He dedicated himself to challenging authority in his music and his life, denouncing injustice and repression, boosting African identity and the plight of the poor, leading the Nigerian government to arrest him, often with brutal beatings, 200 times. In Lagos he built a communal compound/recording studio he called The Kalakuta Republic, where he lived with his band and the back-up singers and dancers he called his “queens” — marrying 27 of them. His tours were epic, with scores of musicians filling airplanes and buses with marijuana smoke on their way to shows that lasted for hours. Although his success could have let him live abroad, he remained in Nigeria — even after the infamous 1977 incident when government forces invaded and burned his compound, beating and raping the inhabitants, and murdering Fela’s mother by throwing her out a window.
Fela! tells this story through flashbacks and musical sequences, set at an imaginary concert at his famous club, The Shrine. The cast moves out into the audience, and exhorts them to participate. The show is known for getting people on their feet. Like Fela himself, and like Parliament Funkadelic leader George Clinton’s exhortation to “move your ass and your mind will follow,” Fela!’s creators sought to engage hips and related emotions first, and intellect second.
“I wanted us to make something hugely captivating, a sensual experience,” Hendel says. “Something that would make people change.”
For Jones, who is African-American and gay and has endured controversies over his own work, dance is a naturally potent way to draw people into potentially challenging areas. The show debuted off-Broadway in 2008 and went to Broadway in 2009, as President Obama was elected — a charged moment echoed in Fela’s repeated call to “make me your black president!” Exuberant music and dance sequences make his blunt sexuality, confrontational politics and Yoruba spiritual beliefs more seductive and comprehensible to Western audiences.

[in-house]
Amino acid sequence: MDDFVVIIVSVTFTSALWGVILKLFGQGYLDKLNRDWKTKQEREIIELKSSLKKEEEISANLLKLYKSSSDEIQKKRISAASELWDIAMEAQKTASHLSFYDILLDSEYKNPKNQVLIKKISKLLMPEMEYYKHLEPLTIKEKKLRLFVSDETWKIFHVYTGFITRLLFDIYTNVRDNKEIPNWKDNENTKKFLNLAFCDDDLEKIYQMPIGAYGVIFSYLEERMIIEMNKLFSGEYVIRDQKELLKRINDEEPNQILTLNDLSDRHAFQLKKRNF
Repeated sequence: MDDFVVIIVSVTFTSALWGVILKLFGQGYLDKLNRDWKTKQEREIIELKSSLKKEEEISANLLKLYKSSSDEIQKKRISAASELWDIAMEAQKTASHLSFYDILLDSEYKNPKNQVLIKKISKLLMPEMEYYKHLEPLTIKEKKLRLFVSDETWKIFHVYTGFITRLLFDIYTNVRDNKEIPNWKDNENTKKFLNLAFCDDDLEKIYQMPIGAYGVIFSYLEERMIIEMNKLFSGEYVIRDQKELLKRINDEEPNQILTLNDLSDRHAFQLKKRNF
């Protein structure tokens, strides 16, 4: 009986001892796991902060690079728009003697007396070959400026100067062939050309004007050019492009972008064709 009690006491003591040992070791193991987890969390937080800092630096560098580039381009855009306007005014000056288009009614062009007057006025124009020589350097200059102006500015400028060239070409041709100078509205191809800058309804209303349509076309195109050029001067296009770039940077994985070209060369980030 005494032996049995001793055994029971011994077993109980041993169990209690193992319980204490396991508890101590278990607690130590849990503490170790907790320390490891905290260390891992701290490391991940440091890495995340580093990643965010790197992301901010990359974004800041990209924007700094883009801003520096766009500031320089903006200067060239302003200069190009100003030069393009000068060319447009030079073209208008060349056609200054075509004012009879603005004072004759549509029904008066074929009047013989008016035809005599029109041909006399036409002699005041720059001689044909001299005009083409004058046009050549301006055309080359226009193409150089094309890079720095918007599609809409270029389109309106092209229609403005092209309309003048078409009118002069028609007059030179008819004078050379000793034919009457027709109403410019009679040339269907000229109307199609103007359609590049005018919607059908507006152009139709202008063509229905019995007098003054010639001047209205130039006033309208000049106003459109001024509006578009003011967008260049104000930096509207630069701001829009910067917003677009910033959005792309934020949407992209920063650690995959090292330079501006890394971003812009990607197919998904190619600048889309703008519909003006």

“We had to find a way to cook it down to a popular entertainment where people didn’t want to be preached to, where they’d be willing to learn but they want to do it in a way where their butts were moving,” Jones says. “When the music is powerful enough and the right people are in the room amazing things happen and amazing transgression is possible. That’s what we were doing, but using Fela as a teacher.”
The lessons got through. Fela! drew a stream of celebrities in New York, including Madonna, Prince, Mick Jagger, Bruce Springsteen, Kanye West, Oprah Winfrey and Michelle Obama. Several, including Questlove of The Roots, and Jay-Z and Will and Jada Pinkett-Smith, signed on as producers and backers.
“Fela is now part of the American cultural conversation,” Hendel says.
The touring cast includes former Destiny’s Child member Michelle Williams as Sandra Isadore, the feisty Black Panther who changed Fela’s politics during their affair.
Williams says the real Isadore gave her insight into the couple’s fiery relationship. “She will say ‘I had those dynamics of I hate you today, I want to tear your shirt off the next.’ ” But Williams, who will appear at a charity event for a South Florida anti-bullying group this week, says she has also drawn political inspiration from the show.